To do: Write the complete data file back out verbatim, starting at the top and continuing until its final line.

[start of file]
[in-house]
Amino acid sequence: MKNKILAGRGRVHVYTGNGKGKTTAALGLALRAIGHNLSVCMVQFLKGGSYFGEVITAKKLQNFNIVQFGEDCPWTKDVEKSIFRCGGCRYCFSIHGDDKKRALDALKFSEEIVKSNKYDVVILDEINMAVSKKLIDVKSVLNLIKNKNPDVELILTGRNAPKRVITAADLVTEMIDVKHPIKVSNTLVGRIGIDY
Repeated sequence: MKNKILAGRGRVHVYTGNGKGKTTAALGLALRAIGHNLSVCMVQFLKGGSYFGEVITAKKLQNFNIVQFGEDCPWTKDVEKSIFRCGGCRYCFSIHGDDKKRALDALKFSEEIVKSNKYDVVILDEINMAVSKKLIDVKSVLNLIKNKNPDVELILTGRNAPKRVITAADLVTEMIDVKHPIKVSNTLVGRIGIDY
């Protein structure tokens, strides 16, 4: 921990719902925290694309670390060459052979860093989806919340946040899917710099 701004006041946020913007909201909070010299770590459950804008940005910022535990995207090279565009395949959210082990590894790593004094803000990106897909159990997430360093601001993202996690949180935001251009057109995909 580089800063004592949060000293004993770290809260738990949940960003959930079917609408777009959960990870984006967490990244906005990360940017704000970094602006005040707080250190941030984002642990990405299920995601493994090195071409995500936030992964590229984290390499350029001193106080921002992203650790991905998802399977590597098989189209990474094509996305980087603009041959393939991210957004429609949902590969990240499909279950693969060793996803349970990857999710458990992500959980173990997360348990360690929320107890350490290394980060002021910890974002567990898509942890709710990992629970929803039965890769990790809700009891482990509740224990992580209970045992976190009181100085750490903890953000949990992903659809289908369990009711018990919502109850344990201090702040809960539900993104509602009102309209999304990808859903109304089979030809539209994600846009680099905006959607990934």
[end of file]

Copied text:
[in-house]
Amino acid sequence: MKNKILAGRGRVHVYTGNGKGKTTAALGLALRAIGHNLSVCMVQFLKGGSYFGEVITAKKLQNFNIVQFGEDCPWTKDVEKSIFRCGGCRYCFSIHGDDKKRALDALKFSEEIVKSNKYDVVILDEINMAVSKKLIDVKSVLNLIKNKNPDVELILTGRNAPKRVITAADLVTEMIDVKHPIKVSNTLVGRIGIDY
Repeated sequence: MKNKILAGRGRVHVYTGNGKGKTTAALGLALRAIGHNLSVCMVQFLKGGSYFGEVITAKKLQNFNIVQFGEDCPWTKDVEKSIFRCGGCRYCFSIHGDDKKRALDALKFSEEIVKSNKYDVVILDEINMAVSKKLIDVKSVLNLIKNKNPDVELILTGRNAPKRVITAADLVTEMIDVKHPIKVSNTLVGRIGIDY
């Protein structure tokens, strides 16, 4: 921990719902925290694309670390060459052979860093989806919340946040899917710099 701004006041946020913007909201909070010299770590459950804008940005910022535990995207090279565009395949959210082990590894790593004094803000990106897909159990997430360093601001993202996690949180935001251009057109995909 580089800063004592949060000293004993770290809260738990949940960003959930079917609408777009959960990870984006967490990244906005990360940017704000970094602006005040707080250190941030984002642990990405299920995601493994090195071409995500936030992964590229984290390499350029001193106080921002992203650790991905998802399977590597098989189209990474094509996305980087603009041959393939991210957004429609949902590969990240499909279950693969060793996803349970990857999710458990992500959980173990997360348990360690929320107890350490290394980060002021910890974002567990898509942890709710990992629970929803039965890769990790809700009891482990509740224990992580209970045992976190009181100085750490903890953000949990992903659809289908369990009711018990919502109850344990201090702040809960539900993104509602009102309209999304990808859903109304089979030809539209994600846009680099905006959607990934």